Responsiveness is also key. Do you hear me and are you willing to show me how much you’re prepared to shape your offer for me based upon what you know about me?
Branding, engagement and delivery are all one in the same for millennials. They want to form a relationship with an authentic source of value who will commit to being true to their word in promise and deed, engage with them in an active dialogue, shape their offer to meet their desires, deliver in all the ways promised and reward them for their loyalty to you.
Posted under: Branding Strategy, Changes in branding, Demand Driving Strategy, Marketing Strategy, Success Driving Briefs
Curing Brand Schizophrenia
January 28, 2016
Removing a Growth Inhibitor: Curing Brand Schizophrenia
For years, big players in financial services and enterprise technology have rolled up organically built and acquired businesses under a single, overarching corporate brand.
This plan made sense when originally conceived. Of the alternative models, this approach generated the greatest efficiencies, provided the most consistency, was the easiest to manage and sustain.
The advantage to this approach lies in its economics. By leveraging a single overarching brand, firms are able to concentrate their media spends and generate significant economies of scale. It’s easy to understand why it has been so widely embraced.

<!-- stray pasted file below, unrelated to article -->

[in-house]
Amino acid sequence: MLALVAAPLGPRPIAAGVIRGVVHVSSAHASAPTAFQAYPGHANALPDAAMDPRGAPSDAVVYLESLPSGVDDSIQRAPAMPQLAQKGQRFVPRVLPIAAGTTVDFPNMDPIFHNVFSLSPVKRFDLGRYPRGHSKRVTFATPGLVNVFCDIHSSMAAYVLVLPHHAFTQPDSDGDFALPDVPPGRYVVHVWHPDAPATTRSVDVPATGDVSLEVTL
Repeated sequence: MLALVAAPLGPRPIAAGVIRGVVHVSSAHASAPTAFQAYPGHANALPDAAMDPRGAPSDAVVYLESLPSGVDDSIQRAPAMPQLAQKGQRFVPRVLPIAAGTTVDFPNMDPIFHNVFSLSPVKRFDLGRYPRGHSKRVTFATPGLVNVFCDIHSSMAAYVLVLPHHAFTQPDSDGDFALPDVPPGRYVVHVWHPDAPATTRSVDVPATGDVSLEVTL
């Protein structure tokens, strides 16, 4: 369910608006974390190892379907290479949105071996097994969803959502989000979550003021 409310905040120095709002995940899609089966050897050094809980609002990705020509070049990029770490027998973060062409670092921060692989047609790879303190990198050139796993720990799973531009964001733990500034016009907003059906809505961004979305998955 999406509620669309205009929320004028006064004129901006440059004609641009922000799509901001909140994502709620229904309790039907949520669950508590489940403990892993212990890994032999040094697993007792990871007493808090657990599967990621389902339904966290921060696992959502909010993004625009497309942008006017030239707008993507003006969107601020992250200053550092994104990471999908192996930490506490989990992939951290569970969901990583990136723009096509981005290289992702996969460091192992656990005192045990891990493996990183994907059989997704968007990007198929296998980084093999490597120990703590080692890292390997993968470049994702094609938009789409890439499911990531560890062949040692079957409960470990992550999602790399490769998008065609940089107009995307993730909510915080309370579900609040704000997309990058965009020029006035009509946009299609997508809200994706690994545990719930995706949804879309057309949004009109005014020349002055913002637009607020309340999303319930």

Unfortunately, this approach has its downside.
With limited exceptions, these roll-ups suffer from muddled market perceptions. Just look at the biggest banking and enterprise IT firm brands today. Distinctiveness is sacrificed by basing the collective positioning on a common denominator across the business. This compromises the ability of individual business units to compete effectively with more focused, relevant and agile competitors.
The resulting “brand schizophrenia” inhibits growth.
By trying to be multiple things for multiple people, these brands make it extremely difficult for customers and prospects to appreciate the relevance, credibility and value of individual competencies.
Even worse, in some cases unforeseen channel conflicts have created insurmountable barriers to growth.
In response, some forward thinking organizations have embarked on strategies to replace these “roll-up” structures with far more focused pure play models that separate unrelated competencies into distinctly branded, stand alone entities. This refined strategy fuels growth by focusing resources, clarifying market positioning and eliminating channel conflict.
Doing It Right: The IO example
IO is an innovative enterprise IT organization that faced head-on the challenges of “roll-up” structural constraints. The company built world class competencies in IT infrastructure services and IT infrastructure technology, but was increasingly frustrated by results that did not live up to forecasted market potential.